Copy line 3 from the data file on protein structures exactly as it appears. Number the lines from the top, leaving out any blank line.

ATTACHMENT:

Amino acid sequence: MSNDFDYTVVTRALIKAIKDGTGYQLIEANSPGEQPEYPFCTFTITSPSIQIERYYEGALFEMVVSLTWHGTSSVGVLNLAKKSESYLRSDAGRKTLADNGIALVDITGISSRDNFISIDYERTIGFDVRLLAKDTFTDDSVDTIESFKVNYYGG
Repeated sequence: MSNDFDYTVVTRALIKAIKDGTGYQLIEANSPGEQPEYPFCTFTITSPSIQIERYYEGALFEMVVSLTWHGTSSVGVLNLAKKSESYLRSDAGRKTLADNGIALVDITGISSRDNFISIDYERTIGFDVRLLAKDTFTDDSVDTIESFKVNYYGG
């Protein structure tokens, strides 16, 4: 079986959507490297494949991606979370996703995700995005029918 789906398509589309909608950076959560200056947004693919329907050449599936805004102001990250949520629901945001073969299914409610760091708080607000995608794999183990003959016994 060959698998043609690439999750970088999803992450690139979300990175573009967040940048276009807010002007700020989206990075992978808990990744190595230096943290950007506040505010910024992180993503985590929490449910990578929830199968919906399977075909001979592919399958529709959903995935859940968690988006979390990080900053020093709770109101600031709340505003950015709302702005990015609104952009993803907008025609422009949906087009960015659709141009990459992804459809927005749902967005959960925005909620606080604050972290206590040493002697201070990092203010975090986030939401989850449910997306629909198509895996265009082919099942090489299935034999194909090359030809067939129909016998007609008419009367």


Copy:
């Protein structure tokens, strides 16, 4: 079986959507490297494949991606979370996703995700995005029918 789906398509589309909608950076959560200056947004693919329907050449599936805004102001990250949520629901945001073969299914409610760091708080607000995608794999183990003959016994 060959698998043609690439999750970088999803992450690139979300990175573009967040940048276009807010002007700020989206990075992978808990990744190595230096943290950007506040505010910024992180993503985590929490449910990578929830199968919906399977075909001979592919399958529709959903995935859940968690988006979390990080900053020093709770109101600031709340505003950015709302702005990015609104952009993803907008025609422009949906087009960015659709141009990459992804459809927005749902967005959960925005909620606080604050972290206590040493002697201070990092203010975090986030939401989850449910997306629909198509895996265009082919099942090489299935034999194909090359030809067939129909016998007609008419009367």